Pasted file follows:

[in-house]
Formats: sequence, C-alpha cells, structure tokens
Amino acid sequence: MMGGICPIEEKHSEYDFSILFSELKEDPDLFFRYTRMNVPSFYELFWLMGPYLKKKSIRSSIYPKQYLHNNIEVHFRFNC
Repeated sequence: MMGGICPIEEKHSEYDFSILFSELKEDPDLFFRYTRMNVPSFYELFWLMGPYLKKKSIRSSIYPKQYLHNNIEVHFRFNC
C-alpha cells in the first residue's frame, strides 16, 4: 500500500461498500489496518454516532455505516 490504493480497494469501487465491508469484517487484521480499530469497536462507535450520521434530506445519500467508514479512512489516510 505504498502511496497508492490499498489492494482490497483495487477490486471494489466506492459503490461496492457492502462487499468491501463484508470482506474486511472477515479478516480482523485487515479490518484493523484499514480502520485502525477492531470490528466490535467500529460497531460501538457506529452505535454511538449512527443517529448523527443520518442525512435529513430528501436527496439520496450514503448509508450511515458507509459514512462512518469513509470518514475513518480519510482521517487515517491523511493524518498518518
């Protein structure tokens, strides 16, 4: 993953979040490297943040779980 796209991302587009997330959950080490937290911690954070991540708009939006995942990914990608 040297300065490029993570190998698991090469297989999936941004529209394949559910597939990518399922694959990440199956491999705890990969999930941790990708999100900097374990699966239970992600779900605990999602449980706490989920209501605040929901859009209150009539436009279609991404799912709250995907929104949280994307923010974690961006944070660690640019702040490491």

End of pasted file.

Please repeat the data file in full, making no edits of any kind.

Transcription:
[in-house]
Formats: sequence, C-alpha cells, structure tokens
Amino acid sequence: MMGGICPIEEKHSEYDFSILFSELKEDPDLFFRYTRMNVPSFYELFWLMGPYLKKKSIRSSIYPKQYLHNNIEVHFRFNC
Repeated sequence: MMGGICPIEEKHSEYDFSILFSELKEDPDLFFRYTRMNVPSFYELFWLMGPYLKKKSIRSSIYPKQYLHNNIEVHFRFNC
C-alpha cells in the first residue's frame, strides 16, 4: 500500500461498500489496518454516532455505516 490504493480497494469501487465491508469484517487484521480499530469497536462507535450520521434530506445519500467508514479512512489516510 505504498502511496497508492490499498489492494482490497483495487477490486471494489466506492459503490461496492457492502462487499468491501463484508470482506474486511472477515479478516480482523485487515479490518484493523484499514480502520485502525477492531470490528466490535467500529460497531460501538457506529452505535454511538449512527443517529448523527443520518442525512435529513430528501436527496439520496450514503448509508450511515458507509459514512462512518469513509470518514475513518480519510482521517487515517491523511493524518498518518
């Protein structure tokens, strides 16, 4: 993953979040490297943040779980 796209991302587009997330959950080490937290911690954070991540708009939006995942990914990608 040297300065490029993570190998698991090469297989999936941004529209394949559910597939990518399922694959990440199956491999705890990969999930941790990708999100900097374990699966239970992600779900605990999602449980706490989920209501605040929901859009209150009539436009279609991404799912709250995907929104949280994307923010974690961006944070660690640019702040490491």